January 25, 2012

  • On anniversary of Egyptian revolution, celebration mixes with criticism of military rule
  • Tens of thousands return to Tahrir to assess promise of revolution
  • Environmentalists raise concerns about Obama’s energy policies
  • Indonesian fishermen challenge Australia’s burning of boats in disputed waters

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US commandos rescue kidnapped aid workers in Somalia

US Special Forces have freed two hostages from Somali pirates.  The two aid workers with the Danish Refugee Council, one a US citizen, were kidnapped last October while doing land mine removal work.  Media report that SEAL Team 6, the same unit responsible for killing Osama Bin Laden, killed at least 8 of the kidnappers at their outdoor camp.  A Somali pirate told the AP that the guards were sleeping after chewing a local narcotic at the time of the attack.

Unidentified slick found on water near wrecked cruise liner

Salvage efforts continue on the cruise ship Costa Concordia off the Italian coast.  So far, 16 bodies have been recovered from the wreckage, and many more passengers are still missing.  The New York Times reports that workers have sighted the first contaminant slick on the water surface, but have not yet identified the substance.  Officials say oil-capturing booms around the wreck were containing the liquid.  The operation to remove fuel from the ship’s tanks began yesterday, but the actual pumping isn’t expected to start until this weekend.

Turkey angry over French Armenian genocide vote

Relations between France and Turkey are hovering near the breaking point after the French Senate passed a bill that outlaws denial of the Armenian genocide.  The mass killing took place nearly 100 years ago.  For FSRN, Clea Caulcutt reports from France.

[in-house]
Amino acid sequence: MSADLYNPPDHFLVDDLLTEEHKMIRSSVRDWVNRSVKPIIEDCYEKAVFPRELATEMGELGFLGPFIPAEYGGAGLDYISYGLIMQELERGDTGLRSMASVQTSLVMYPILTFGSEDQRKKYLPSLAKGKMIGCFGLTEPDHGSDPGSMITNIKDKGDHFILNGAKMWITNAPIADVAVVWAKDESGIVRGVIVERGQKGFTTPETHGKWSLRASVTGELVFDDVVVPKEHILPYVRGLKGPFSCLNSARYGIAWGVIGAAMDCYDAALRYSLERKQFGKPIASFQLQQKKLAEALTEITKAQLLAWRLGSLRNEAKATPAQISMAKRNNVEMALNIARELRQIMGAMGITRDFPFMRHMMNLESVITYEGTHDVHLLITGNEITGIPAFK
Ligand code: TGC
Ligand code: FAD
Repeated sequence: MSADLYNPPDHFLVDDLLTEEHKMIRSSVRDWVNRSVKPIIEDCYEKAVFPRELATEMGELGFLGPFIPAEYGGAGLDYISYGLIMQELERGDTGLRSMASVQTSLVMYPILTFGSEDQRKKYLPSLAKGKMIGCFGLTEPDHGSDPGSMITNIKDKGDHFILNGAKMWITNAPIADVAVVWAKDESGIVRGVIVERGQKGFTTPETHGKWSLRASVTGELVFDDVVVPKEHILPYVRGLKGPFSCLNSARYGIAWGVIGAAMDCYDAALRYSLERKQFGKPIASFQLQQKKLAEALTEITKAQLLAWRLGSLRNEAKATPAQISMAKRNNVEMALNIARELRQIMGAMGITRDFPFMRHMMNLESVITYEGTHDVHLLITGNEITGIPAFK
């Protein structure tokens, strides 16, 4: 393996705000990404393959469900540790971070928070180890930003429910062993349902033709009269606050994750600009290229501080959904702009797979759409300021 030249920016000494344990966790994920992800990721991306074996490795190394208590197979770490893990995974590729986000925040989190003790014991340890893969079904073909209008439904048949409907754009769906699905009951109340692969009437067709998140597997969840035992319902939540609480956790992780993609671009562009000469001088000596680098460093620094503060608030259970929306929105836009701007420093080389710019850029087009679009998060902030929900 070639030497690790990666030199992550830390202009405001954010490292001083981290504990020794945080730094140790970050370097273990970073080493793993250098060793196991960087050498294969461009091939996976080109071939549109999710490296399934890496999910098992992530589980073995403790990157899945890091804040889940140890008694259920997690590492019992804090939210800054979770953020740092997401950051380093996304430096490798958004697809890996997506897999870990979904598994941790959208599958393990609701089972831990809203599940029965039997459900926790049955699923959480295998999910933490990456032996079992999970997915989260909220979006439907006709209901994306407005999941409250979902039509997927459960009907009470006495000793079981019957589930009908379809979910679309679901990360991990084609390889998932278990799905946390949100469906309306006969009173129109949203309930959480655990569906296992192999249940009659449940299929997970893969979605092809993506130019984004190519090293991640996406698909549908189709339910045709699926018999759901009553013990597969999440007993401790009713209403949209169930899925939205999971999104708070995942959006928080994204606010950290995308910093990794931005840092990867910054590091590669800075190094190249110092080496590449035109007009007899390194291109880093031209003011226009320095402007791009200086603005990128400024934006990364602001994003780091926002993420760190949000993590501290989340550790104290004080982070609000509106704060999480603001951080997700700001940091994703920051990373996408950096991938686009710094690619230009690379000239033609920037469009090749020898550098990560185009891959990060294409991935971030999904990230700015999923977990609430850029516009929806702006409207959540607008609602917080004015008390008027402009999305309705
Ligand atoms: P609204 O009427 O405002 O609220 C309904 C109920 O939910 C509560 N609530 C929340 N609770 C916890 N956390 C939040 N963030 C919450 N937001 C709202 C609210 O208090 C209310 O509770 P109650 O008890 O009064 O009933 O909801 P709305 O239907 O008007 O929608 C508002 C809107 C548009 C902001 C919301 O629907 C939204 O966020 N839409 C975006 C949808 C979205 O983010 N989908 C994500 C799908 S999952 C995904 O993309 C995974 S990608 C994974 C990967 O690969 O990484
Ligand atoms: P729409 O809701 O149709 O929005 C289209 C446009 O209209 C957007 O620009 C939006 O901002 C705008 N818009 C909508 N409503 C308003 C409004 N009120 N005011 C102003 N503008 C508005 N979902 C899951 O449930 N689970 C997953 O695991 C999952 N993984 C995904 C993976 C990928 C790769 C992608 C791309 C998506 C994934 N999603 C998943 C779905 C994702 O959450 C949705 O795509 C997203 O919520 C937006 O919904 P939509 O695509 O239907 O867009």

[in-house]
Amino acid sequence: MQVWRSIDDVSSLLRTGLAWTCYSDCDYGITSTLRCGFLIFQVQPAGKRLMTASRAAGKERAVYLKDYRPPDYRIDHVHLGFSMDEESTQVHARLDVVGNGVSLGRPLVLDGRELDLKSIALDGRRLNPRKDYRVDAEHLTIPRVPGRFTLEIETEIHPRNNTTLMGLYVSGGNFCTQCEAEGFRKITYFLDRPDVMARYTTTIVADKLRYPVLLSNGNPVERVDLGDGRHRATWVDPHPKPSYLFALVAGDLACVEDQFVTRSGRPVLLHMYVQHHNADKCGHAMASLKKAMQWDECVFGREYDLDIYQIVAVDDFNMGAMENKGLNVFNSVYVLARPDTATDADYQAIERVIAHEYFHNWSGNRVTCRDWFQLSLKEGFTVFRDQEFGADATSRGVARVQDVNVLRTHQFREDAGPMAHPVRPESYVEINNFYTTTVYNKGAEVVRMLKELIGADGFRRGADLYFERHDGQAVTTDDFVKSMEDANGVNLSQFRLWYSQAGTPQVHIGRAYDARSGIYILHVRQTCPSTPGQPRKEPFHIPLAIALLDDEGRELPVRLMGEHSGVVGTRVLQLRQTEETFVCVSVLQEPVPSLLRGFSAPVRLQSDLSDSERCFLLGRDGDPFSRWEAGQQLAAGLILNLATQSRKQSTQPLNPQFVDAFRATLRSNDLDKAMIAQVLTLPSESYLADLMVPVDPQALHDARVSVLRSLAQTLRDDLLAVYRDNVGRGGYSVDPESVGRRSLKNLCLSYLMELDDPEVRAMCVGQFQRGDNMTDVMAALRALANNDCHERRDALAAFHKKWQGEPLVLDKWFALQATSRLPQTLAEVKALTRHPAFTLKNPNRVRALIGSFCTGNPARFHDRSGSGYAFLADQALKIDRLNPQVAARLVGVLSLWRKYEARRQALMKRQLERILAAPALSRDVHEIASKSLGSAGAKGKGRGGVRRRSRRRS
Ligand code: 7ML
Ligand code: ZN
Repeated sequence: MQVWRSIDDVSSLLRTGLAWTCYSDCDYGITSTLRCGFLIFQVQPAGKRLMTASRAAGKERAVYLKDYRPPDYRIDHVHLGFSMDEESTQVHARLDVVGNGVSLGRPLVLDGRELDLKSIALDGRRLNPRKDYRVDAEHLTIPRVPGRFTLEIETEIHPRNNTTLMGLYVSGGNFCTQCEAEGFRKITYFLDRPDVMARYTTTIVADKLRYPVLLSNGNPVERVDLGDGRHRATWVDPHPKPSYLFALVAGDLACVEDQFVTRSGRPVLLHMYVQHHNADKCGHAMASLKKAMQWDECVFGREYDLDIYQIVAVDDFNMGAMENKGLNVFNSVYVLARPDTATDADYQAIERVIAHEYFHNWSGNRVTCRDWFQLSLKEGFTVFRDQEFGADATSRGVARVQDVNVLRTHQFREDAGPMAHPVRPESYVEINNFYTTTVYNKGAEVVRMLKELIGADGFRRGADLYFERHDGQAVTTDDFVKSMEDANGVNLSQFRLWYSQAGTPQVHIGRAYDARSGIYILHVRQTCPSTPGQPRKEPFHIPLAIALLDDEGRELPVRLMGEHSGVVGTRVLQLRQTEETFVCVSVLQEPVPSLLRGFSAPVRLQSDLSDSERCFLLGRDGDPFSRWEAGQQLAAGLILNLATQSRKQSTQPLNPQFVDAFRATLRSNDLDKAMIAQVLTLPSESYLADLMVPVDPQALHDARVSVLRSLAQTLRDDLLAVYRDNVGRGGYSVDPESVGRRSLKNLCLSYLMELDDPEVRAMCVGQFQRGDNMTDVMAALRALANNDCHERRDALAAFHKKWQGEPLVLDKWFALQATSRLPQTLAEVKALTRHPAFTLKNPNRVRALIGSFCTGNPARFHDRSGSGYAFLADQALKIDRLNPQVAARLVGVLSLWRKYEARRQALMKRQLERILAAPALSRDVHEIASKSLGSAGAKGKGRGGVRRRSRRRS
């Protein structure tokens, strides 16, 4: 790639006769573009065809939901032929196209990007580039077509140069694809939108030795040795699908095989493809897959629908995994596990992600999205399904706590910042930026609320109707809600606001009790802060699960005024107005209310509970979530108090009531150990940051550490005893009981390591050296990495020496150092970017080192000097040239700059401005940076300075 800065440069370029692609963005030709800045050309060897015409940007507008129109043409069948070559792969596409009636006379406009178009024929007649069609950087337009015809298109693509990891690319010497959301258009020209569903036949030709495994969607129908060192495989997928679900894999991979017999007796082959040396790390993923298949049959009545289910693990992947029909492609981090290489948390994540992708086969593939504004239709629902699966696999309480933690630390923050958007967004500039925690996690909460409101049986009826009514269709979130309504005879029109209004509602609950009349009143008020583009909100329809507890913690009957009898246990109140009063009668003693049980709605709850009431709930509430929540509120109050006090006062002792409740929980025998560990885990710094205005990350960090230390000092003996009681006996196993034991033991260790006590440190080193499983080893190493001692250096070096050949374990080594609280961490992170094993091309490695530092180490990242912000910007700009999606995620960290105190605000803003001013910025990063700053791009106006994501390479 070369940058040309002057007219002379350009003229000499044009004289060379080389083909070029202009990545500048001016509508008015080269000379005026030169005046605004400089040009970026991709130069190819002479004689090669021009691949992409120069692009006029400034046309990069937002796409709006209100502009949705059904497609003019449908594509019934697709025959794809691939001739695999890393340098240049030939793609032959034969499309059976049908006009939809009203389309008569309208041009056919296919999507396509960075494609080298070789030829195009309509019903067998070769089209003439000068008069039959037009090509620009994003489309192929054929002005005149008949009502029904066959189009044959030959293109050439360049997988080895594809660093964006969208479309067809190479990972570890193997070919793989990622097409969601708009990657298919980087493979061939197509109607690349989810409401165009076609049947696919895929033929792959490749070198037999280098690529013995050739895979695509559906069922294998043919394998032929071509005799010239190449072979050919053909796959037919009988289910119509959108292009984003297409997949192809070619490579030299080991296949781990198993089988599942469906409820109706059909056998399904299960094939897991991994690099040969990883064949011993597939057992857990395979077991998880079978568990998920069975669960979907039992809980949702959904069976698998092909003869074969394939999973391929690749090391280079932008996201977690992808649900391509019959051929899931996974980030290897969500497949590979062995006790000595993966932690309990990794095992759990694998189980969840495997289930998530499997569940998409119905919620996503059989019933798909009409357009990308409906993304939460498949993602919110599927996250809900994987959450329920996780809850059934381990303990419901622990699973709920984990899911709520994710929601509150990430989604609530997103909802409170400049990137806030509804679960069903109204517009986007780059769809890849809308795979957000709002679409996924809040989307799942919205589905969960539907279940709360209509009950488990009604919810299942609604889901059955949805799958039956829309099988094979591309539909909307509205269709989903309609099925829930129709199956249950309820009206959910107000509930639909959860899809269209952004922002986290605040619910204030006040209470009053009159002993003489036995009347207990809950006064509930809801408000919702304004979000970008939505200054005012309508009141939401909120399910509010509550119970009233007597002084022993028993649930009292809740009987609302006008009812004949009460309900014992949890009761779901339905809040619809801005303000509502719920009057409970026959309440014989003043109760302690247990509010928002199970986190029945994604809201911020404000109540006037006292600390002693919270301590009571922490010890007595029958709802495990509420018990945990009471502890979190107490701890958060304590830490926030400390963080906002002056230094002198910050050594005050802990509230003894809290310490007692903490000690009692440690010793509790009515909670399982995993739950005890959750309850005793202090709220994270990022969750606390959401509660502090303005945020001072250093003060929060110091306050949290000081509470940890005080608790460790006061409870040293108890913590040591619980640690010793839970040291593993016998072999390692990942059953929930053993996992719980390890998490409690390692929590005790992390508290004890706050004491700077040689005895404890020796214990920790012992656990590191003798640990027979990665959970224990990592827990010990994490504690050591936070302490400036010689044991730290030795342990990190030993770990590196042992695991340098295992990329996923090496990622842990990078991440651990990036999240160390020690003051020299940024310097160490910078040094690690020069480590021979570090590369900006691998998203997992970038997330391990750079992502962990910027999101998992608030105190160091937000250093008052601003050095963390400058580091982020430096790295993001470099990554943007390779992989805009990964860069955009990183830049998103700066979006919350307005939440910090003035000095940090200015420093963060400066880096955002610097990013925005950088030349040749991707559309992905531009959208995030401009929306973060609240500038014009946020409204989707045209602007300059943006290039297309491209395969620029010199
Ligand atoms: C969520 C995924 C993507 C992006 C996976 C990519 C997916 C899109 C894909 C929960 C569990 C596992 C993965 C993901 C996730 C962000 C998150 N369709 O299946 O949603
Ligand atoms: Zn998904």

Turkish Prime Minister Recep Erdogan says the bill passed Monday by the French Senate is “racist.”  The bill makes it a crime to deny the Ottoman Turks committed genocide against Armenians during World War One.  Armenia says up to one and a half million people were killed in 1915, a claim Turkey has always denied. The bill passed the Senate127 to 86, a vote Armenia described as “historic.”  The vote puts denying the Armenian genocide on a legal par with denying the World War Two holocaust, which is also crime in France. Turkey has warned retaliation would be gradual and is putting off sanctions until the bill is passed into law.  That step is expected in the coming weeks.  In France, the bill has also been controversial.  Many have accused French President Nicolas Sarkozy of supporting the bill in a bid to woo Armenian voters ahead of elections in April.  Clea Caulcutt, FSRN, Paris.

Kyrgyz inmates sew lips closed in protest

More than 7000 inmates in Kyrgyzstan are on hunger strike protesting poor prison conditions.  About 1300 prisoners have gone a step further and have sewed their mouths shut, according to the BBC.  The protest follows a prison riot last week that left one inmate dead.

Jail time for Canadian contractor in workplace safety case

A Canadian provincial Supreme Court has sentenced the owner of a demolition company in British Columbia to sixty days in jail for repeatedly exposing employees to asbestos.  A lawyer involved in the case says it’s the first time in a quarter century the province has given a jail sentence in a worker safety case.  FSRN’s Lillian Boctor reports.

Every year in British Columbia at least 50 people die because of past exposure to asbestos.  This did not stop Canadian contractor Arthur Moore from knowingly exposing his workers to the deadly substance.  His young employees, some teenagers, came from alcohol and drug recovery centers.  Moore falsified documents claiming the demolition sites were asbestos free and did not provide training or protective equipment to workers. Lee Loftus is the President of the BC and Yukon Building and Construction Trades Council.